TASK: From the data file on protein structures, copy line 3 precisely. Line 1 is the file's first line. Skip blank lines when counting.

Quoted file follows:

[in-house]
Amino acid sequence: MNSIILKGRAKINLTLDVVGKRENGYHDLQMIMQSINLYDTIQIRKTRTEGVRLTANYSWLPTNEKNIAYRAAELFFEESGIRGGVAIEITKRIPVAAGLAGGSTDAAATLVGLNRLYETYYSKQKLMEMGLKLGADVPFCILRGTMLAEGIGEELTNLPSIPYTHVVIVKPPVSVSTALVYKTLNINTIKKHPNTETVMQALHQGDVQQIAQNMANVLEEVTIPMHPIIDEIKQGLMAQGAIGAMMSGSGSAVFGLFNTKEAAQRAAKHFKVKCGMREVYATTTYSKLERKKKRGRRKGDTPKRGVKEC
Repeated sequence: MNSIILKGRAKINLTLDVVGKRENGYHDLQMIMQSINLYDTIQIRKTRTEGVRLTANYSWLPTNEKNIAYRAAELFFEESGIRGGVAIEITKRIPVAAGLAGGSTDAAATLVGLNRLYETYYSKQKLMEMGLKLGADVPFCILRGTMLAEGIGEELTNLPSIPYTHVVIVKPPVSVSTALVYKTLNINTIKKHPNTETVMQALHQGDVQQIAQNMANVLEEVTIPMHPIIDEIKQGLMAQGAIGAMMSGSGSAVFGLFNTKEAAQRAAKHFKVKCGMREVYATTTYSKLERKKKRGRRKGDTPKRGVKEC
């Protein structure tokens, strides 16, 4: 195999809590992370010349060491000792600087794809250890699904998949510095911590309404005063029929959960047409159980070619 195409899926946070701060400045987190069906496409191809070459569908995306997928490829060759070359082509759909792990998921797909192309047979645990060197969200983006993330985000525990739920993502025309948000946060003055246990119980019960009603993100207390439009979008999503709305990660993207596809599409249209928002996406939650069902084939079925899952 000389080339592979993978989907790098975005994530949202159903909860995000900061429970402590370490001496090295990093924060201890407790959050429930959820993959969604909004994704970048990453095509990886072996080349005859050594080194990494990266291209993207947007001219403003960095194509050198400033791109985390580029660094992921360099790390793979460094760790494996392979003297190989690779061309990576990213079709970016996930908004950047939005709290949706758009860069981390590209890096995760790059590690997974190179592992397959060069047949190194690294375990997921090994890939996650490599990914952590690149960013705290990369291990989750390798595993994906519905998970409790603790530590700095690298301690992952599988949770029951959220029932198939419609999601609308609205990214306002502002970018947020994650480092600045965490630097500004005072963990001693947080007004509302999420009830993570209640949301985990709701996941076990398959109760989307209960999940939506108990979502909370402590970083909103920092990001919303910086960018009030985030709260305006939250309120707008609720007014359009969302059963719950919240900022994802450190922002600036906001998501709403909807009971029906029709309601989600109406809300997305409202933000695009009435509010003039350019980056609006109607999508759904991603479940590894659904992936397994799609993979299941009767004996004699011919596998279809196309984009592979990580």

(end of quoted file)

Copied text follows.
Repeated sequence: MNSIILKGRAKINLTLDVVGKRENGYHDLQMIMQSINLYDTIQIRKTRTEGVRLTANYSWLPTNEKNIAYRAAELFFEESGIRGGVAIEITKRIPVAAGLAGGSTDAAATLVGLNRLYETYYSKQKLMEMGLKLGADVPFCILRGTMLAEGIGEELTNLPSIPYTHVVIVKPPVSVSTALVYKTLNINTIKKHPNTETVMQALHQGDVQQIAQNMANVLEEVTIPMHPIIDEIKQGLMAQGAIGAMMSGSGSAVFGLFNTKEAAQRAAKHFKVKCGMREVYATTTYSKLERKKKRGRRKGDTPKRGVKEC